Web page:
EU health chief says cancer screenings must double
BRUSSELS (Reuters) - Europe needs to conduct twice as many cancer screenings to prevent death rates from the disease from climbing as the population ages, the European Union's health commissioner said Thursday.
Every year, 3.2 million Europeans are diagnosed with cancer, with breast cancer accounting for 30 percent of deaths from the disease in women, far more than cervical cancer with three percent.
Colorectal cancers account for about 13 percent of cancer deaths in both men and women.
"With an ageing population, the figures are due to increase, unless preventive measures are taken to reduce cancer deaths," the European Commission said in a statement. In 2003, EU health ministers issued recommendations for countries to carry out minimum numbers of cancer screenings. The Commission, in its first situation report since then, said less than half of those screenings took place in the EU each year.
"In these times of financial uncertainty, we need to recognise, more than ever, the importance of planning for a healthy future," EU Health Commissioner Androulla Vassiliou said in the statement.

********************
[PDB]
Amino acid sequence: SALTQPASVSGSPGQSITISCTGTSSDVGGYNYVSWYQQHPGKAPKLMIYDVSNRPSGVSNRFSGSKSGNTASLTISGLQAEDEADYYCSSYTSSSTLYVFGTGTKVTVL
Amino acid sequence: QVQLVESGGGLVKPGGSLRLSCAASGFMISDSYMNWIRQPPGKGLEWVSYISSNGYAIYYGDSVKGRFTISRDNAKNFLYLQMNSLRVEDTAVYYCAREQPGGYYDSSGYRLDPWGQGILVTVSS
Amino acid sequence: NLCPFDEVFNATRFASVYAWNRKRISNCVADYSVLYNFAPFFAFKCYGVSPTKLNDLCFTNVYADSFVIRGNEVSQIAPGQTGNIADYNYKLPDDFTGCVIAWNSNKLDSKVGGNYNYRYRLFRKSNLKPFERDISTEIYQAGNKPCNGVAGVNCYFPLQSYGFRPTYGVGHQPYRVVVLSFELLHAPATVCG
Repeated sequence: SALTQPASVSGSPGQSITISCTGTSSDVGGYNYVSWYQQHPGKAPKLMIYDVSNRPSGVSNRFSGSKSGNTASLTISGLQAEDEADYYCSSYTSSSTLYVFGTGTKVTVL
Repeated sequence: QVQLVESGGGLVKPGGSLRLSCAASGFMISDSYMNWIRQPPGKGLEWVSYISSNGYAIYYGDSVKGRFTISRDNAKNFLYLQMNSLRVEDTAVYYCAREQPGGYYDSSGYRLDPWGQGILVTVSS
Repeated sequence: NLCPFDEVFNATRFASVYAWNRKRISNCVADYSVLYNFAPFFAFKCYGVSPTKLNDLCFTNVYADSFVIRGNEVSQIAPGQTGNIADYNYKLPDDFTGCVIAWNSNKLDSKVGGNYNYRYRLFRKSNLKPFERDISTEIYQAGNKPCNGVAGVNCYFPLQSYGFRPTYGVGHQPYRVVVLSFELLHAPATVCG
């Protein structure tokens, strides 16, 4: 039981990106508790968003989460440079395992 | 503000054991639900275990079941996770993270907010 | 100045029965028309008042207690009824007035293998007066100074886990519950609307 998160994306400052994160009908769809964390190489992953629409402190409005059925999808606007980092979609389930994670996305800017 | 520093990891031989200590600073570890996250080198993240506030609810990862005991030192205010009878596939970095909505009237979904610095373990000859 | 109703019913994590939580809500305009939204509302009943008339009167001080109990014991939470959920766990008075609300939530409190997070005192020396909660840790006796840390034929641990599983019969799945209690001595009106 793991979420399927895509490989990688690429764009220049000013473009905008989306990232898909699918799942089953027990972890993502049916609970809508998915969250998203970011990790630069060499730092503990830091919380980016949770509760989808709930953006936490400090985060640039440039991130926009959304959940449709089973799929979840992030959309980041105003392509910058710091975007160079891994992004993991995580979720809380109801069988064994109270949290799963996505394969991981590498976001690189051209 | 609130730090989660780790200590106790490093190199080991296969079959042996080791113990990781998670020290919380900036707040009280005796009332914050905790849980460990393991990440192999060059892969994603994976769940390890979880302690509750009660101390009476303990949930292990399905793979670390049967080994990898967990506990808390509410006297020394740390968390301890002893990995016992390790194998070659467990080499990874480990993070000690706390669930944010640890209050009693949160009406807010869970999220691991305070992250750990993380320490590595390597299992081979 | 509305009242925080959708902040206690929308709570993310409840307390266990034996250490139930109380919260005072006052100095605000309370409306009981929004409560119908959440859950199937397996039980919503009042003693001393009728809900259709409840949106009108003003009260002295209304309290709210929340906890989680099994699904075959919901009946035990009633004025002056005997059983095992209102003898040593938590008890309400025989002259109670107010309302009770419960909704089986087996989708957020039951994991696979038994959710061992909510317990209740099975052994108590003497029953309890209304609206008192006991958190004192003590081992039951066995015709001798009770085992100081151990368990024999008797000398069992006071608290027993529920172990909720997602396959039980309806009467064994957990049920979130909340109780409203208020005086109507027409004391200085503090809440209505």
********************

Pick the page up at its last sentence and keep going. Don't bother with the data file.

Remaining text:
"Investing in cancer screening programs will pay long-term dividends, as prevention is the most efficient and cost-effective way to minimise the European burden of cancer."
The ministers recommended about 125 million examinations per year to all EU citizens of appropriate age.
In 2007, the report said, around 55 million people attended screening programs for breast, cervical or colorectal cancer. The majority of those examinations were given for cervical cancer, at around 32 million, with roughly 12 million screenings apiece for breast and colorectal cancer.
Cancer cases are distributed fairly unevenly across the EU.
For example, with breast cancer, Belgium has the highest incidence while Denmark has the highest mortality rate. Romania has the lowest incidence and Spain the lowest mortality rate.
(Reporting by Jeremy Smith, editing by Mark Trevelyan)
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